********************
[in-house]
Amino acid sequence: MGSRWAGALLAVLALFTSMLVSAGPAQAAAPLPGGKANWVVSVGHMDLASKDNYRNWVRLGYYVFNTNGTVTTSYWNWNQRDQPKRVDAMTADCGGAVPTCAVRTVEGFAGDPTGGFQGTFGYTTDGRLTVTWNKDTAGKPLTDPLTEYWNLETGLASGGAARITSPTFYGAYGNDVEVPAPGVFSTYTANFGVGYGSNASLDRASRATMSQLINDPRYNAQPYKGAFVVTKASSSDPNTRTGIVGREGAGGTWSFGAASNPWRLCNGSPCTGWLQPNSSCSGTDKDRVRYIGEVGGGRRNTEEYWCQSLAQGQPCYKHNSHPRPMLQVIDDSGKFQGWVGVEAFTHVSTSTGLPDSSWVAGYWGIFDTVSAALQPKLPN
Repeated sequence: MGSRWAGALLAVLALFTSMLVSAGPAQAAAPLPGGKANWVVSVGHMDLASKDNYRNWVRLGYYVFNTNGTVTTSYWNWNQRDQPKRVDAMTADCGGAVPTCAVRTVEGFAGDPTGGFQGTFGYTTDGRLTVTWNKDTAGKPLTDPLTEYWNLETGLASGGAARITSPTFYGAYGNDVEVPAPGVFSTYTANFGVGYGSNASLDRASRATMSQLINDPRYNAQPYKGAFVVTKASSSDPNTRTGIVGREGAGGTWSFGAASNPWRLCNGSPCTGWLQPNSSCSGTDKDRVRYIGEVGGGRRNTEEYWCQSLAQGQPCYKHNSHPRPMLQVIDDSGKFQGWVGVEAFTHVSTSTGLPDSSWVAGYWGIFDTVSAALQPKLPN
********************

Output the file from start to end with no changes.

[in-house]
Amino acid sequence: MGSRWAGALLAVLALFTSMLVSAGPAQAAAPLPGGKANWVVSVGHMDLASKDNYRNWVRLGYYVFNTNGTVTTSYWNWNQRDQPKRVDAMTADCGGAVPTCAVRTVEGFAGDPTGGFQGTFGYTTDGRLTVTWNKDTAGKPLTDPLTEYWNLETGLASGGAARITSPTFYGAYGNDVEVPAPGVFSTYTANFGVGYGSNASLDRASRATMSQLINDPRYNAQPYKGAFVVTKASSSDPNTRTGIVGREGAGGTWSFGAASNPWRLCNGSPCTGWLQPNSSCSGTDKDRVRYIGEVGGGRRNTEEYWCQSLAQGQPCYKHNSHPRPMLQVIDDSGKFQGWVGVEAFTHVSTSTGLPDSSWVAGYWGIFDTVSAALQPKLPN
Repeated sequence: MGSRWAGALLAVLALFTSMLVSAGPAQAAAPLPGGKANWVVSVGHMDLASKDNYRNWVRLGYYVFNTNGTVTTSYWNWNQRDQPKRVDAMTADCGGAVPTCAVRTVEGFAGDPTGGFQGTFGYTTDGRLTVTWNKDTAGKPLTDPLTEYWNLETGLASGGAARITSPTFYGAYGNDVEVPAPGVFSTYTANFGVGYGSNASLDRASRATMSQLINDPRYNAQPYKGAFVVTKASSSDPNTRTGIVGREGAGGTWSFGAASNPWRLCNGSPCTGWLQPNSSCSGTDKDRVRYIGEVGGGRRNTEEYWCQSLAQGQPCYKHNSHPRPMLQVIDDSGKFQGWVGVEAFTHVSTSTGLPDSSWVAGYWGIFDTVSAALQPKLPN